“Ready for lunch?” I asked. “There’s tuna, if you like.”

His smile was the sun in my world. “Sounds good.”

We walked back towards the farmhouse hand in hand. We always do, even if it’s too hot to hold hands, just interlacing our pinky fingers together – a connection.

At noon, darkness fell across the whole land until three o’clock. At about three o’clock, Jesus called out with a loud voice, “Eli, Eli, lema sabachthani?” which means “My God, my God, why have you abandoned me?” Then Jesus shouted out again, and he released his spirit. At that moment the curtain in the sanctuary of the Temple was torn in two, from top to bottom. The earth shook, rocks split apart… – Matthew 27:45-46, 50-51

I pause and look back. Our tiny house basks in the autumn sunshine, almost done. The grey windowframes look new and cosy, and it’s starting to look like a home instead of a construction zone. I lean against darling and let out a sigh of contentment.

“I can’t wait,” I say.

“Me neither.” He pulls me a little closer. “I love you.”

As evening approached, Joseph, a rich man from Arimathea who had become a follower of Jesus, went to Pilate and asked for Jesus’ body. And Pilate issued an order to release it to him. Joseph took the body and wrapped it in a long sheet of clean linen cloth. He placed it in his own new tomb, which had been carved out of the rock. Then he rolled a great stone across the entrance and left. – Matthew 27:57-60

I lean against the man who loves me and I gaze out at the little house and I know that I should be dead. I know that I should have been the one to kneel in Gethsemane horrible anguish. I know that I should have been the one to stand trial in front of mocking hordes. I know that I would have been found guilty. I know that I should have been nailed to a cross and that I should have died a slow, agonising death.

It should have been me. But it wasn’t. It was the King of all kings, the Creator of the world, the Alpha and Omega. I was the one who deserved it, but He was the One who died.

Then the angel spoke to the women. “Don’t be afraid!” he said. “I know you are looking for Jesus, who was crucified. He isn’t here! He is risen from the dead, just as he said would happen. Come, see where his body was lying. And now, go quickly and tell his disciples that he has risen from the dead, and he is going ahead of you to Galilee. You will see him there. Remember what I have told you.” – Matthew 28:5-7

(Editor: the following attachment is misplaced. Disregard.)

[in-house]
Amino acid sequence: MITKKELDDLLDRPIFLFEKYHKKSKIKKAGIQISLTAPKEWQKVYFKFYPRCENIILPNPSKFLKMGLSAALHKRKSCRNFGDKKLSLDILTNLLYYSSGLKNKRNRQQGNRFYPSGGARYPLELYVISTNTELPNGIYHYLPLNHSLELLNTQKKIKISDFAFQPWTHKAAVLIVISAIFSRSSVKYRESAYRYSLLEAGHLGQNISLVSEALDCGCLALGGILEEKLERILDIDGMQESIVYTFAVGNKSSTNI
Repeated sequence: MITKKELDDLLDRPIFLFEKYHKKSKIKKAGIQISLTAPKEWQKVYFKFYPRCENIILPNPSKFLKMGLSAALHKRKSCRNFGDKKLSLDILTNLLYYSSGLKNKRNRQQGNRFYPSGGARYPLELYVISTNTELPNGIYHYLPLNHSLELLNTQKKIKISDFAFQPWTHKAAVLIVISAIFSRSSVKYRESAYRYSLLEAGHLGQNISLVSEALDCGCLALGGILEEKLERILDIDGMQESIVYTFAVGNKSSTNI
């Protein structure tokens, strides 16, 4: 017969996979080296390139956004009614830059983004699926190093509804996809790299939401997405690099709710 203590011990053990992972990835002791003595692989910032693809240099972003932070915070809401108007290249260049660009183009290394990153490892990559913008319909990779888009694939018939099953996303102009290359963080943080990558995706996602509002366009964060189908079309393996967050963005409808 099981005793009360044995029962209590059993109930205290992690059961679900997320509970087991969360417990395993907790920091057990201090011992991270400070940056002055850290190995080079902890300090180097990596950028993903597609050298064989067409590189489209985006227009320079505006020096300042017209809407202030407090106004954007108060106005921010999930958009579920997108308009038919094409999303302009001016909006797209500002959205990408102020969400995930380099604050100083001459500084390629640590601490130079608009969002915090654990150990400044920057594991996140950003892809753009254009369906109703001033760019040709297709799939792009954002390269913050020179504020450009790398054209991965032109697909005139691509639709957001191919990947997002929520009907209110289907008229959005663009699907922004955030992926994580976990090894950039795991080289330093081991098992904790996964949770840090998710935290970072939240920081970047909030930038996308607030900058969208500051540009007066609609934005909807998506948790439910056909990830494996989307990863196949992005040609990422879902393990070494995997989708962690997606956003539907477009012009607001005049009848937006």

I should be dead. Instead, the Son of God, Who knew no sin, died in my place. He paid all of my debts and set me free two thousand years before I was born. Then He rose again, and I rise up with him, a new creature, living a new life.

I should be dead. Instead, I painted my windowframes. I painted them grey, and I sang His praise. I hugged my man and I made tuna sandwiches for lunch. And I know, with every breath, that I don’t deserve even the air in my lungs. I don’t deserve to be starting a life together with the most incredible human being on this earth. I don’t deserve to ride horses or enjoy a meal with my family or sing in the sunshine or even my pretty new grey windowframes. I certainly don’t deserve eternal life or unity with the God that is all goodness.

He died for me. I don’t deserve to call Him Abba.

But it’s not something I earned. It’s a gift. So I paint my windowframes. I hold my man close. I anticipate the glory that is to come. And I sing the praises of the God Whose love never gives up and never finds a limit.

This is grace. Happy Easter. Glory to the King.